For companies that are looking for a bright future, here’s perhaps the most significant reason of all: We are genetically wired to belong. According to Pat Wadors, a researcher at LinkedIn, “Our brains are hardwired to motivate us toward connection and belonging — it’s how we survive and thrive. In fact, recent research in neuroscience has indicated that social needs are managed by the same neural networks as primary survival needs, such as food and water. Findings show that belonging and attachment to a group of coworkers is a better motivator for some employees than money.”

In the end, having a best friend at work and being heard in meetings can be worth more than a pay raise.

How to Increase Diversity:

Many companies will tell you they are actively seeking diversity while doing no more than paying lip service to the concept. A McKinsey & Company study found that a third of companies are achieving substantial gains in diversity and inclusion, but “the majority are remaining static or declining — even when their leaders have articulated noble aspirations for inclusion and diversity.”

Creating a culture of diversity, inclusion and belonging is not as difficult as you might imagine. Below are some tips for your own organization:

  • Analyze Your Strengths and Gaps: Are there certain jobs, departments or business units that are well balanced and diverse? How did they get that way? What are they doing to sustain the diversity they have?
  • Look at the Communities in Which You Operate: How well does your workforce reflect the world in which you operate?
  • Closely Examine Your Hiring Processes: Employee referrals often deliver great candidates who are a culture and skill fit. But if your workforce is not diverse, employee referrals will perpetuate that situation. Tap into community outreach and other nonprofit programs as a source for candidates, and encourage volunteerism at these organizations. Connect with university diversity groups if you recruit directly from colleges.
  • Create an Inclusive Environment: Look for ways to build your reputation as an inclusive workplace. You will attract the kind of candidates that value diversity, inclusion and belonging.
  • Encourage Mentorships and Sponsorships: Encourage employees to find mentors and sponsors to help them develop their skills, and encourage your leaders to be mentors and sponsors. Get employees and leaders thinking about talent on an ongoing basis. Mentors help employees evaluate their careers and what they need to develop. Sponsors help them make it happen.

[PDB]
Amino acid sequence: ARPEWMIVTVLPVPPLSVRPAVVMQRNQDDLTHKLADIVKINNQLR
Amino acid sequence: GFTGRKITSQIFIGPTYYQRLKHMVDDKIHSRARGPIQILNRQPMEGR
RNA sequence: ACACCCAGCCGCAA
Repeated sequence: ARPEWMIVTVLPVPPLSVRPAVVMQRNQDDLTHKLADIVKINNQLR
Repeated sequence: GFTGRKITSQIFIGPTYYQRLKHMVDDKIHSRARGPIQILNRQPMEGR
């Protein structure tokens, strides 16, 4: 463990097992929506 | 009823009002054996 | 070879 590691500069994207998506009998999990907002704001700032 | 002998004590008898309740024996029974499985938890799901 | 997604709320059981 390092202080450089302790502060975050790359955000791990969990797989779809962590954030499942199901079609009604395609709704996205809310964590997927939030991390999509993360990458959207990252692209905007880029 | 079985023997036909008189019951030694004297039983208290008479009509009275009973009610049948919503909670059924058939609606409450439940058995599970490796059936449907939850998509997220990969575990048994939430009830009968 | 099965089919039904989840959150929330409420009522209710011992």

• Provide Diversity and Inclusion Training: Educate employees and managers on the bottom-line value of diversity — and how to support it with practical skills. Consider bringing in an outside diversity expert to provide this if it is not an area of expertise within your HR team.
  • Focus on Retention: Do your diverse hires stay? Crunch the numbers. If not, find out why these hires no longer felt they belonged at your organization.
  • Empower Employees to Form Affinity Groups: Think of affinity groups as an internal networking process. These are safe places for employees to share common interests and support each other. Sometimes called employee or resource groups, they have been mainstays of many organizations to help recruit, develop and retain diverse candidates.
  • Measure Your Progress: Track changes in diversity in your leadership ranks. This is a way to measure what you are doing and provide great data for attracting more talent to your organization.
  • Invest in the Future: Millennials represent the most diverse workforce employers have seen. Develop programs that focus on young professionals’ values and needs.

The bottom line is that any organization in 2021 needs to have a positive approach and embrace diversity throughout its ranks if it wants to attract and retain new talent that will help deliver serious, long-term success. Diversity may be the right thing to do morally, but it’s also the right thing to do from a smart business perspective. 

Sources 
https://www.mckinsey.com/business-functions/organization/our-insights/is-there-a-payoff-from-top-team-diversity

https://www.ddiworld.com/research/inclusion-report

https://infokf.kornferry.com/ceos-for-the-future.html 

https://www.saplinghr.com/blog/diversity-and-inclusion-statistics-you-must-know-in-2020 

https://www.mckinsey.com/~/media/mckinsey/featured insights/diversity and inclusion/diversity wins how inclusion matters/diversity-wins-how-inclusion-matters-vfash

https://hbr.org/2016/08/diversity-efforts-fall-short-unless-employees-feel-that-they-belong

Communicate often.

The uncertainty of being left in the dark breeds speculation and fear. Leaders need to deliver frequent updates openly and honestly. Employees need to buy into changing developments, and the only way to get them to do it is by letting them know what’s going on. Communication also should be a two-way street, with leaders giving employees who may be experiencing “reentry anxiety” ample opportunity to express their personal difficulties in the back-to-the-office environment. 

The return to the workplace is not one big happy party. Of course, colleagues will be delighted to get together in-person and engage in real — not virtual — water cooler chatter. But it’s not the way that it was and probably never will be. Leaders need to fully understand the complexities of the transition and take proactive steps to make it as smooth as possible.